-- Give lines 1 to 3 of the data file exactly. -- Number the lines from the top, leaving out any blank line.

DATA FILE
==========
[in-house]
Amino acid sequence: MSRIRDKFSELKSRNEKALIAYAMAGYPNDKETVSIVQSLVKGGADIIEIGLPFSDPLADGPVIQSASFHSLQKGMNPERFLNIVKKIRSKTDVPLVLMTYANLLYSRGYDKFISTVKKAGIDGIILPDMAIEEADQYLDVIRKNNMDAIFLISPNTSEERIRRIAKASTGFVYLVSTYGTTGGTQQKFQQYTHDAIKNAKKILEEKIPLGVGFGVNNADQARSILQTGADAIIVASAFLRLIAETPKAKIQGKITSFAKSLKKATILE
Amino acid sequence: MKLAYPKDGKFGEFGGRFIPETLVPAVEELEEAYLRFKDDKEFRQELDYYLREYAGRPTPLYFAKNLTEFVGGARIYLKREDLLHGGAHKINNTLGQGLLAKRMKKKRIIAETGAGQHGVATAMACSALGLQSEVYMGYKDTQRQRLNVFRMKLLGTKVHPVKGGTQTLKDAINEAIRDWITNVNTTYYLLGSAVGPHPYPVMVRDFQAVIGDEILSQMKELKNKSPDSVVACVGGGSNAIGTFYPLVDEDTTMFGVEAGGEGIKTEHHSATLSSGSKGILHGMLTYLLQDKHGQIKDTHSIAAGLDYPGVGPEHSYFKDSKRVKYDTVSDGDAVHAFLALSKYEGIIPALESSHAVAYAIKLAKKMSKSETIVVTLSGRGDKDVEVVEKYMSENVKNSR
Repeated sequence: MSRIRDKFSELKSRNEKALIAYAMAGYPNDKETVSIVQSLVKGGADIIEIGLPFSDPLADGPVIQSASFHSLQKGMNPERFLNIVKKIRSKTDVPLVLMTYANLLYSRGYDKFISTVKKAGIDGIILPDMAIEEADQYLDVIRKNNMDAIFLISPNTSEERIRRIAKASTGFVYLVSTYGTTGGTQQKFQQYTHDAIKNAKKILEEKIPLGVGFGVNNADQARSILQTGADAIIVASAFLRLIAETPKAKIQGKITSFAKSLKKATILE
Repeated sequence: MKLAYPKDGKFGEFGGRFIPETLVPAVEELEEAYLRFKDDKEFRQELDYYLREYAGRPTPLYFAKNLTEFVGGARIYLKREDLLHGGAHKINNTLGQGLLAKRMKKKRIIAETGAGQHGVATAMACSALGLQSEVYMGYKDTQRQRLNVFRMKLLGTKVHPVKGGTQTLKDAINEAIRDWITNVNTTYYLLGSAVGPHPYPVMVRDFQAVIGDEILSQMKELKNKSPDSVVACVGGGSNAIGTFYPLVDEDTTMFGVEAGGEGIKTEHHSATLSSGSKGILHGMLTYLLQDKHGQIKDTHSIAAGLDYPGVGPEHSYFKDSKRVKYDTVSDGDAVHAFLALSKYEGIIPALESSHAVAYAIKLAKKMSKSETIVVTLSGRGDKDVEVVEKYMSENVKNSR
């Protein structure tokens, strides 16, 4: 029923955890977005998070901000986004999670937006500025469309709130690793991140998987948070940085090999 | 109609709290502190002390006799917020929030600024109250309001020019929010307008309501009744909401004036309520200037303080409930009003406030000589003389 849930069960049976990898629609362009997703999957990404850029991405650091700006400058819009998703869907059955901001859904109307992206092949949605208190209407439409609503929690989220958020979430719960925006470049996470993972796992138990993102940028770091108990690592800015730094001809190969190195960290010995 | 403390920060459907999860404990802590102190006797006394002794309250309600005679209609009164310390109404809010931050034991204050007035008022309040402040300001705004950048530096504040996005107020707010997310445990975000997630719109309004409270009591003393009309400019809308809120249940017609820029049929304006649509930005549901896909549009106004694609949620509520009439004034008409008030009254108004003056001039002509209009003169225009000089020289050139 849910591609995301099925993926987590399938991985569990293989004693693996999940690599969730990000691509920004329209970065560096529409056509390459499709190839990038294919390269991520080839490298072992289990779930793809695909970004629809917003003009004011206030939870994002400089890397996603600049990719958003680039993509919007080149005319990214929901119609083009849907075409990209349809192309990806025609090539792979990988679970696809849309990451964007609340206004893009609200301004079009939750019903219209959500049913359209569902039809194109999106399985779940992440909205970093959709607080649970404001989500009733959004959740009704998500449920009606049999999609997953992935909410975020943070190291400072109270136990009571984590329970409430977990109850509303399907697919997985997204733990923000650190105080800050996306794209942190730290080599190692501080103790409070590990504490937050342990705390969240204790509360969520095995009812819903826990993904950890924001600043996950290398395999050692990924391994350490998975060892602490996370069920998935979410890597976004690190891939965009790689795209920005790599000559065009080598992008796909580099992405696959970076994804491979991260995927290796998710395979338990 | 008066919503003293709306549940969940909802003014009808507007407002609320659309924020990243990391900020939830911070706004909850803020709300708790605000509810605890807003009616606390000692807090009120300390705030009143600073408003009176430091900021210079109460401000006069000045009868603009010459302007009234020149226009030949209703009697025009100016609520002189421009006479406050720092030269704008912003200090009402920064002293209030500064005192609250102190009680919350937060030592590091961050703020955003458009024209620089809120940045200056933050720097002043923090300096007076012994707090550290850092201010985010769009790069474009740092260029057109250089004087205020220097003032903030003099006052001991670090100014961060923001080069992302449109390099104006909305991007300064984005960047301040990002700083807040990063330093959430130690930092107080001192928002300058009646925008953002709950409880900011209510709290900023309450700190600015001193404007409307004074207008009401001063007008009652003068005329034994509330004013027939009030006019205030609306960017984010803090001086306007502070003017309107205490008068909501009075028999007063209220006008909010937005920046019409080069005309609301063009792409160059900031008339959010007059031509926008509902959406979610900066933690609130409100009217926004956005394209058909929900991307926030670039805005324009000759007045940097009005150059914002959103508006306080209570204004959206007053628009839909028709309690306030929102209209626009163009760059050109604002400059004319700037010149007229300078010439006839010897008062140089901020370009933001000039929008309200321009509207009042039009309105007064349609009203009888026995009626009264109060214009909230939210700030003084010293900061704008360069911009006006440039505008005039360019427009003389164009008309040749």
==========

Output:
[in-house]
Amino acid sequence: MSRIRDKFSELKSRNEKALIAYAMAGYPNDKETVSIVQSLVKGGADIIEIGLPFSDPLADGPVIQSASFHSLQKGMNPERFLNIVKKIRSKTDVPLVLMTYANLLYSRGYDKFISTVKKAGIDGIILPDMAIEEADQYLDVIRKNNMDAIFLISPNTSEERIRRIAKASTGFVYLVSTYGTTGGTQQKFQQYTHDAIKNAKKILEEKIPLGVGFGVNNADQARSILQTGADAIIVASAFLRLIAETPKAKIQGKITSFAKSLKKATILE
Amino acid sequence: MKLAYPKDGKFGEFGGRFIPETLVPAVEELEEAYLRFKDDKEFRQELDYYLREYAGRPTPLYFAKNLTEFVGGARIYLKREDLLHGGAHKINNTLGQGLLAKRMKKKRIIAETGAGQHGVATAMACSALGLQSEVYMGYKDTQRQRLNVFRMKLLGTKVHPVKGGTQTLKDAINEAIRDWITNVNTTYYLLGSAVGPHPYPVMVRDFQAVIGDEILSQMKELKNKSPDSVVACVGGGSNAIGTFYPLVDEDTTMFGVEAGGEGIKTEHHSATLSSGSKGILHGMLTYLLQDKHGQIKDTHSIAAGLDYPGVGPEHSYFKDSKRVKYDTVSDGDAVHAFLALSKYEGIIPALESSHAVAYAIKLAKKMSKSETIVVTLSGRGDKDVEVVEKYMSENVKNSR